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Discussion Starter #1
The time has come to abandon our homestead farm yard as it has become far too small for our current and future needs. We are interviewing an engineering firm next week to help with topo survey, grading, and planning. We will start moving dirt this summer and plan to build the first structures in 2021, sooner if possible. We planted the shelterbelt five years ago in a box formation and its coming along nicely with drip irrigation. Dimensions inside the shelterbelt box are 785' x 1000' with two approaches off the main road on the long side. There will be no dwellings at the site. We don't have livestock, however, we are in commercial hay production and we market large square bales. The first three structures will be hay sheds 62'x100' and they will be built late this year or early next year depending on how the site preparation goes. The entire site is on an east sloping sidehill.

Future Buildings:
1. Three 62'x100' hay sheds
2. One 80'x150' heated shop with attached 30'x40' office/lounge/kitchenette
3. One 80'X150' cold storage building
4. Five 42' diameter flat bins
5. Eight 20' diameter hopper bins
6. Three 16' diameter 400barrel fuel tanks with pumping station
7. One 40'x40' barn/stable (the wife keeps threating me with buying horses)

Everything on this list is planned for construction in the next decade. Does anyone on the forum have suggestions as to what else we should plan for? I've spent some time searching for farm layouts on the web, but the searches haven't helped much. I'd like to see some layouts that other operators have used and what they would change if they could do it again. Thanks in advance for the help!
 

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Discussion Starter #7
I was going to put down weed barrier where we store equipment outside. Then surface it with 6" of scoria. Not feasible for the whole yard, but it sure will be nice not to have to mow around the equipment.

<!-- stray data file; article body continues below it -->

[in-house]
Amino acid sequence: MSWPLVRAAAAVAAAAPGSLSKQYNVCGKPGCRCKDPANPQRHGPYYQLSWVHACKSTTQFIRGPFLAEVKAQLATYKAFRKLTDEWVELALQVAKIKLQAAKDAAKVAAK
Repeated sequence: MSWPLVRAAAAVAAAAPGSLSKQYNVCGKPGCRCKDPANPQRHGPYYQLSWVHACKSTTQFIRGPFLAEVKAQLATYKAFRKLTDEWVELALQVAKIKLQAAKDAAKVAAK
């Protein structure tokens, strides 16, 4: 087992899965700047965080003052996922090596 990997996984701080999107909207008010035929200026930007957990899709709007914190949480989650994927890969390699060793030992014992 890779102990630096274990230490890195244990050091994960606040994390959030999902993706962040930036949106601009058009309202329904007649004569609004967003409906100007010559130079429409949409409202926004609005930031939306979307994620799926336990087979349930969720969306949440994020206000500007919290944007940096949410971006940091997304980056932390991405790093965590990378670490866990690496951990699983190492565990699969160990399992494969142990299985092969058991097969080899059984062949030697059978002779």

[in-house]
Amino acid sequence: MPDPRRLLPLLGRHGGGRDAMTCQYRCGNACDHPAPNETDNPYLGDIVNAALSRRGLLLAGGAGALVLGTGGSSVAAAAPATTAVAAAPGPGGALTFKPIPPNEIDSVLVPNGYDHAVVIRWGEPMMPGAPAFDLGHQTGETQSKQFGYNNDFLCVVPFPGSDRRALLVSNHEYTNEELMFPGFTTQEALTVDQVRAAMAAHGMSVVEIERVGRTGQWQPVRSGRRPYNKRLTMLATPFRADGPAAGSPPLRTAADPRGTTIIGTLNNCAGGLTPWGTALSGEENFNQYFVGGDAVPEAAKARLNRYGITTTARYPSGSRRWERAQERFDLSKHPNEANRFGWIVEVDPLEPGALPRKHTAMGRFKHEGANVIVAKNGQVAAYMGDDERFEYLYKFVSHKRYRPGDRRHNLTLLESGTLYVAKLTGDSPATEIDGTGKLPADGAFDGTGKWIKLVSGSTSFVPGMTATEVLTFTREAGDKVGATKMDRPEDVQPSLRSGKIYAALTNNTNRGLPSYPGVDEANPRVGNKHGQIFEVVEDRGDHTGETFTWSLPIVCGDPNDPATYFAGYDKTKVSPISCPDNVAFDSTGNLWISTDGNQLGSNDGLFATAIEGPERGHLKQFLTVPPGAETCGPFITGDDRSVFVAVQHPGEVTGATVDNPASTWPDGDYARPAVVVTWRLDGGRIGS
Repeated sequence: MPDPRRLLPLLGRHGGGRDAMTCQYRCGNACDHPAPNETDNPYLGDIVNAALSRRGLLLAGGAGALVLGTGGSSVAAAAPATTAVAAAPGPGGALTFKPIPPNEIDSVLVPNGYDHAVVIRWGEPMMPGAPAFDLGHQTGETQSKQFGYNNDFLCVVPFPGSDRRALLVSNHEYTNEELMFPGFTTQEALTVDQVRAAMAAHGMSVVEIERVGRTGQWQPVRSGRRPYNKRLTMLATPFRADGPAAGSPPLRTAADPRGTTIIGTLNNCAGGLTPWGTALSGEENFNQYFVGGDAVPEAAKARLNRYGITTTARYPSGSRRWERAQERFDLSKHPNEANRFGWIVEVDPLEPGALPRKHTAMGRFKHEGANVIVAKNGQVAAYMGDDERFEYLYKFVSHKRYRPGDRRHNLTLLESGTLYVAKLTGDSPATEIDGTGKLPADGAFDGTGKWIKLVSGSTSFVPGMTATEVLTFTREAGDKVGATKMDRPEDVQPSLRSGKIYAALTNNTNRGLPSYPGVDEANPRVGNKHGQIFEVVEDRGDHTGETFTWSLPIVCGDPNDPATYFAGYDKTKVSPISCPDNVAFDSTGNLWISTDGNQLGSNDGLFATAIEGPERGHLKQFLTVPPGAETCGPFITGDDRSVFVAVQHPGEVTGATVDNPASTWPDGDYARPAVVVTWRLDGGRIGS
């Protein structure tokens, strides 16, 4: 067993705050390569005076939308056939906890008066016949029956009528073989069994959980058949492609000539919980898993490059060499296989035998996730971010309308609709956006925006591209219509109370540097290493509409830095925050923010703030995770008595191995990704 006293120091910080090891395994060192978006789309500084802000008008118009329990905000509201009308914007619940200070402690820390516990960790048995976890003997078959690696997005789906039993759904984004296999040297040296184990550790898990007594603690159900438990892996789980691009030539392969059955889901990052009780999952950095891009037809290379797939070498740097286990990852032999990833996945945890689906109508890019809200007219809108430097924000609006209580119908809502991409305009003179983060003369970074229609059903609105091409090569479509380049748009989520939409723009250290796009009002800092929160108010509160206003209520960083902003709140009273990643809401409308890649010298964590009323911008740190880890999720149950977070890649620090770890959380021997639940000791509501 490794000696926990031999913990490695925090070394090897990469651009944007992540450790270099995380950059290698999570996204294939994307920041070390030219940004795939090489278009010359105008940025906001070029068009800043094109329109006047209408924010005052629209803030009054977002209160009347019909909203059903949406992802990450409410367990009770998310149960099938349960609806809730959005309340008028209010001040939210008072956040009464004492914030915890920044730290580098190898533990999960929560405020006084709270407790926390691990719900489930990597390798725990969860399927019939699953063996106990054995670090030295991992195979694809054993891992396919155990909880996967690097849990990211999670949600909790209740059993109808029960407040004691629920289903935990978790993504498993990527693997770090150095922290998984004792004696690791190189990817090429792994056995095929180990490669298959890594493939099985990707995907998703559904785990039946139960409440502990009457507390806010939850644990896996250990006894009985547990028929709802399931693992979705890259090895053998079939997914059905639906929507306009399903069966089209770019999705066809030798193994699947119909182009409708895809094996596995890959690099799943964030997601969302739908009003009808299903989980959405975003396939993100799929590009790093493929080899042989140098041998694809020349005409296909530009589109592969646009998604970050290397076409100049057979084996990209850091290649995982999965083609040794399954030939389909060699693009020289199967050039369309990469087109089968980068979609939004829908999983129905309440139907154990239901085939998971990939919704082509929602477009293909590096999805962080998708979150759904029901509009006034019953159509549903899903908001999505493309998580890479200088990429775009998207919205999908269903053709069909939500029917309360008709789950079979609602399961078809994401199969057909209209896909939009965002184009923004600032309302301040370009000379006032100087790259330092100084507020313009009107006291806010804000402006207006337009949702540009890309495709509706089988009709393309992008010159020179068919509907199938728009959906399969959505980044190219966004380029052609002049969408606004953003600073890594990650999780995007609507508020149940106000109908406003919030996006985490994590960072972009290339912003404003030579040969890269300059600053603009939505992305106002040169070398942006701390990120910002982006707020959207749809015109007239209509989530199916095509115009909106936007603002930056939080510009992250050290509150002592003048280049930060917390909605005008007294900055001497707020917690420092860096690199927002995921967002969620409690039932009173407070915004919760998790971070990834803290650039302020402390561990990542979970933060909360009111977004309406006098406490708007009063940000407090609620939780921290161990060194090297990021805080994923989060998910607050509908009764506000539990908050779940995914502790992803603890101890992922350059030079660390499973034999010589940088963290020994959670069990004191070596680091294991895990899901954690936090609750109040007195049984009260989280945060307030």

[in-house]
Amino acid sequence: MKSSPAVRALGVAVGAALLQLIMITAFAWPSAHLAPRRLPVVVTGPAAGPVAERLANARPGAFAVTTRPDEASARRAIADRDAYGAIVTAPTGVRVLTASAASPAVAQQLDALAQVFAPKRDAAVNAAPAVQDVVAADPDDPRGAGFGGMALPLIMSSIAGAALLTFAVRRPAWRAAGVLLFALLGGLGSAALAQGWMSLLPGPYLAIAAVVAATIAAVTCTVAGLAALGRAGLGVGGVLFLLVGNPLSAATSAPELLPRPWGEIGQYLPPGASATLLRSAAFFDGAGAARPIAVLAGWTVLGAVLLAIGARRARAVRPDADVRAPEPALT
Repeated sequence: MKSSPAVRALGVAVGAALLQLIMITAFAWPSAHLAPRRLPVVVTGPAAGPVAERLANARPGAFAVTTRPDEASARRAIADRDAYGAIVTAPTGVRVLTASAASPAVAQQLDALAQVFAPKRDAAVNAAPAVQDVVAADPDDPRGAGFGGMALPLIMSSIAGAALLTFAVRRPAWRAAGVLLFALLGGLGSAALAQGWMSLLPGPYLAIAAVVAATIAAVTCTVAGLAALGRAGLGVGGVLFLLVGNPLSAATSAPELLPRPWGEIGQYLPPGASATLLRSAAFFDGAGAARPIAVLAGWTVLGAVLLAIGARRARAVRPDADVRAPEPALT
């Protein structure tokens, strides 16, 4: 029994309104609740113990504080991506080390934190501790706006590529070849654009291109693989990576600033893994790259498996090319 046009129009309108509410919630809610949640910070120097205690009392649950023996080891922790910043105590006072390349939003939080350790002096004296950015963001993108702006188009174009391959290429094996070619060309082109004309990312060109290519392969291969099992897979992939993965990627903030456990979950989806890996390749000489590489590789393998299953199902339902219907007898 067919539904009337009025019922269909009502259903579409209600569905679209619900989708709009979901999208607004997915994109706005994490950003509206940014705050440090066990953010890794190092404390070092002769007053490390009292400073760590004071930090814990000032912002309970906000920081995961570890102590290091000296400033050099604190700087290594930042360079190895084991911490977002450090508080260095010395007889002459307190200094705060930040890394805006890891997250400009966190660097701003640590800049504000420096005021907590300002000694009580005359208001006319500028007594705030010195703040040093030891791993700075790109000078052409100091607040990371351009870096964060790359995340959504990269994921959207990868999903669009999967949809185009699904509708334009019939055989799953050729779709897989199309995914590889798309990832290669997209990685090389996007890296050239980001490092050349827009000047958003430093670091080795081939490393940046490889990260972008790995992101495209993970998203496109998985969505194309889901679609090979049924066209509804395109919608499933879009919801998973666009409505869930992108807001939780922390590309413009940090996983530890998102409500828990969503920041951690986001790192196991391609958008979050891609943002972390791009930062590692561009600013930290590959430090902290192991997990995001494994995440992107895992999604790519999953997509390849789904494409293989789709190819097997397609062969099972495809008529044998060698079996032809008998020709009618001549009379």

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talk to your electric CO-OP. In my experience they don't easily understand "future" plans or don't ask the right questions and as a result it is your fault 8 years later that you didn't tell them. Get a big enough service.

Don't know what kind of grains you grow, but if a dryer is on the long term wish list that would effect how you layout your bins.

I go back and forth on having the fuel tanks in plain site or hidden from the road. It sounds as if you won't be living there so I would plan accordingly with some sort of security. Cameras, locks, hidden disconnects? always some idiot methheads around

I like working in front of the shop rather than in it during the summer, so my wishlist would have a big concrete or asphalt pad in front of the main shop door.

It sounds as if you already have dirtwork and drainage under control. The location of the septic drainfield might be a big factor in where your shop is located relative to everything else. nothing is funnier than when people build a house out in the country and have the drainfield setup so you have to get it blown on you 3/4 of the year.
 

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It is going to be a big yard. Think about walking distance between the shop - fuel tanks - cold storage shed - often used bins etc. It is a nice idea to use a ATV or golf cart but didn't you leave it down at the far grain bin last night when you needed a jug of gas for the auger and then brought the loaded truck up to the shop for overnight!!! It is great to have space for big trucks and equipment but it makes for a lot of walking over the years.
 

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What water source will you be using? Dogout, well, pipeline? Position your horses in a spot where run off from their waste will not contaminate your water source. Protect your water, for the horses, your shop, spraying needs and maybe someday there will be a house in the yard.
I've seen a horse or two turn into 15-20 , with a couple of donkeys, a few goats, a couple of pigs and a cow. All of a sudden you have a lot of **** to deal with, in more ways than one.
 

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Weedkiller you're not getting much for layouts, you could kill time floating around on Google Earth to scope out other yards.

It is a big yard. Ours is that big, and it's too spread out. A factor of incremental expansions (edit) over more than a century with cattle in the picture. Without cattle now, the yard is too big. We're a smaller farm though.

One thing I'd suggest is to keep underground lines together and put some thought into where to put them so they don't interfere with potential future expansions. Nice to keep them together and off to the side rather than taking the shortest path.
 

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Discussion Starter #13
Those are all good ideas. Buried lines are a pain for expansion later on. I’ll group them together with easy to identify markers and straight headings. Maybe a large conduit of underground schedule 40 mapped out for future buildings.

I’ll start checking out Google Earth. Maybe northern Montana and north central South Dakota for large acre farms? Whereabouts in Canada for the larger farm yards?
 
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